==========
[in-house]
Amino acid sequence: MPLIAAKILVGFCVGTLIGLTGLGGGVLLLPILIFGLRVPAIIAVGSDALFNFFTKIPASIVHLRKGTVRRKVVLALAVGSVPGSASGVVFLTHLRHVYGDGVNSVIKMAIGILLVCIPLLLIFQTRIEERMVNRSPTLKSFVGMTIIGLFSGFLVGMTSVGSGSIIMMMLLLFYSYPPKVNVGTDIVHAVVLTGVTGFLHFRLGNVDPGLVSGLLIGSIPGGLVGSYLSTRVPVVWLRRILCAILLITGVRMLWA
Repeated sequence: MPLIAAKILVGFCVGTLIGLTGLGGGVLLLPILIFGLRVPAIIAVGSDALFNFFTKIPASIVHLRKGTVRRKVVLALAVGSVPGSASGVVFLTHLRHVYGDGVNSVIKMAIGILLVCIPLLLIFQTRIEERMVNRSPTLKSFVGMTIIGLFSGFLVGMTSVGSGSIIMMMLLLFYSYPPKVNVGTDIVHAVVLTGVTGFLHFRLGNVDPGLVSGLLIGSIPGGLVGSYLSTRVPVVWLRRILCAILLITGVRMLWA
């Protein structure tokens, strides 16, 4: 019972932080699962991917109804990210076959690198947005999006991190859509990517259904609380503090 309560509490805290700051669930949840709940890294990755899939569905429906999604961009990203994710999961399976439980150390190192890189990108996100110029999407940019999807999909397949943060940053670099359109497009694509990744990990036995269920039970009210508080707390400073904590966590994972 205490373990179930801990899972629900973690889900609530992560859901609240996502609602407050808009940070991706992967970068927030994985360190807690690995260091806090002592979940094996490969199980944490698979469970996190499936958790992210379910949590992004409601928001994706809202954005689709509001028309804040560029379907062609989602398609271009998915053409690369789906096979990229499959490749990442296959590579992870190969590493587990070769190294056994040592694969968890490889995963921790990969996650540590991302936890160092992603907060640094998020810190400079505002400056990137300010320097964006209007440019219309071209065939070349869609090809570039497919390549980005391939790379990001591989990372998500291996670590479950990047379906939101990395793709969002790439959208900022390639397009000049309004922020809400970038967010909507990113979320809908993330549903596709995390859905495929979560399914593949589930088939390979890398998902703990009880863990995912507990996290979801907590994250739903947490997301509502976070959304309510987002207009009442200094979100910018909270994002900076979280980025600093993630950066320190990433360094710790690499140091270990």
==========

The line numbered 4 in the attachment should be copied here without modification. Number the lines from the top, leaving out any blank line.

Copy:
């Protein structure tokens, strides 16, 4: 019972932080699962991917109804990210076959690198947005999006991190859509990517259904609380503090 309560509490805290700051669930949840709940890294990755899939569905429906999604961009990203994710999961399976439980150390190192890189990108996100110029999407940019999807999909397949943060940053670099359109497009694509990744990990036995269920039970009210508080707390400073904590966590994972 205490373990179930801990899972629900973690889900609530992560859901609240996502609602407050808009940070991706992967970068927030994985360190807690690995260091806090002592979940094996490969199980944490698979469970996190499936958790992210379910949590992004409601928001994706809202954005689709509001028309804040560029379907062609989602398609271009998915053409690369789906096979990229499959490749990442296959590579992870190969590493587990070769190294056994040592694969968890490889995963921790990969996650540590991302936890160092992603907060640094998020810190400079505002400056990137300010320097964006209007440019219309071209065939070349869609090809570039497919390549980005391939790379990001591989990372998500291996670590479950990047379906939101990395793709969002790439959208900022390639397009000049309004922020809400970038967010909507990113979320809908993330549903596709995390859905495929979560399914593949589930088939390979890398998902703990009880863990995912507990996290979801907590994250739903947490997301509502976070959304309510987002207009009442200094979100910018909270994002900076979280980025600093993630950066320190990433360094710790690499140091270990």